The Syrian government is on course to score major diplomatic "victories" thanks to the unfailing support of its allies, including Russia, Iran and China, its prime minister said on Tuesday.
"Relations between Syria and Iran are strong and tough, as well as ties with other friendly countries including Russia and the BRIC countries," premier Wael al-Halqi said referring to Brazil, Russia, India and China.
Halqi made the remarks duing the final session of parliament for the year.
The Syrian premier singled out for special mention Russian and Chinese vetoes of UN Security Council resolutions condemning the Syrian regime.
"With such stands, Syria won diplomatic victories in the previous period," said Halqi.
Without this support, "the situation would have been different, including more pressure and aggression against Syria."
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He was referring to the military strikes the United States threatened to carry out against Syria in retaliation for a deadly chemical weapons attack in August near the capital Damascus.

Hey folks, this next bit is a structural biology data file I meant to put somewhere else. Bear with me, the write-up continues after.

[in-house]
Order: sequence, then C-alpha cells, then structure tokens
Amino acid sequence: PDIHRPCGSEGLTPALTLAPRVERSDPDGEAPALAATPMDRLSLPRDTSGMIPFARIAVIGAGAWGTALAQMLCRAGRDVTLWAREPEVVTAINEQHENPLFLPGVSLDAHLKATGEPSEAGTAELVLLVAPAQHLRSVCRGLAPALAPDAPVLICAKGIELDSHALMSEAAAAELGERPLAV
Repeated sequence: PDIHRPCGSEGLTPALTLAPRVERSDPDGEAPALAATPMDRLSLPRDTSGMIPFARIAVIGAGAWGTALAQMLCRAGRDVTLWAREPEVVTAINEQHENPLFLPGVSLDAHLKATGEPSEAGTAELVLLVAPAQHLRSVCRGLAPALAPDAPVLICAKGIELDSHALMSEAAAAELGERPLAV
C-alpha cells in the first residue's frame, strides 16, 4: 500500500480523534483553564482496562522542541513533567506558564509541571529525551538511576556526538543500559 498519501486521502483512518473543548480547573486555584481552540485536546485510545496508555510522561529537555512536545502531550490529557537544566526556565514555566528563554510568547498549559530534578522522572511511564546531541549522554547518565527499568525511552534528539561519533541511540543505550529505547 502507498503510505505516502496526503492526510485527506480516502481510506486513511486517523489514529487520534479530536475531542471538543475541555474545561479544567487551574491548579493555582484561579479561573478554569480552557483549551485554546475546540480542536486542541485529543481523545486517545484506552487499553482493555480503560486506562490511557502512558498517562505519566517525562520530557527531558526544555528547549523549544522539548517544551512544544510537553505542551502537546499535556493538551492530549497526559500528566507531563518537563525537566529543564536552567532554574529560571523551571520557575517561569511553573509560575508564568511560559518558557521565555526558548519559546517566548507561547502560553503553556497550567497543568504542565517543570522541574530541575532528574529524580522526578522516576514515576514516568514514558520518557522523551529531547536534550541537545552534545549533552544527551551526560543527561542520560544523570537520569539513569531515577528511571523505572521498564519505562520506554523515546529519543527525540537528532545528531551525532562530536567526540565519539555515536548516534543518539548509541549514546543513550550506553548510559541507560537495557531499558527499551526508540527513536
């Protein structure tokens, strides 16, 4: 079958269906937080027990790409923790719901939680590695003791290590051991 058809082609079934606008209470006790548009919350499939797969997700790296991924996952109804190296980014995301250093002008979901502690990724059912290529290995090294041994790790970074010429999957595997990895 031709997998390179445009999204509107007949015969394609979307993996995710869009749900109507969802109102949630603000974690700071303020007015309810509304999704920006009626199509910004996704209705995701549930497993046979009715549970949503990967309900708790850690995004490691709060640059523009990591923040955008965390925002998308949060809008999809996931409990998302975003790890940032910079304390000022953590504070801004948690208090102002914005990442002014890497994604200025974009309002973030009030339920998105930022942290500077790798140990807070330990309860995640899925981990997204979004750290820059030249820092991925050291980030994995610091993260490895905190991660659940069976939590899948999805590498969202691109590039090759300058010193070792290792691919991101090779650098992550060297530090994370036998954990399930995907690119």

But the military action never went ahead after the United States and Russia reached a landmark agreement on the destruction of Syria's chemical arsenal which was enshrined in a UN resolution.
"The historic and most important decision was the decision of Syria's President Bashar al-Assad to adhere to the Chemical Weapons Convention," said Halqi, adding that Syria had avoided "certain aggression".
"The support of friendly countries in the world headed by Russia, China and Iran allowed us to set in motion the agreement on the destruction of the chemical (weapons) industry."
The prime minister expressed hope that this would enable Syria to score similar "victories in the future," including at a peace conference slated to take place in Switzerland on January 22.
On the battlefield, Halqi said he expected a "historic victory" for the regime of President Assad.
The Syrian Observatory for Human Rights, a Britain-based monitor, said on Tuesday that more than 130,000 people have been killed in the conflict since it erupted in March 2011.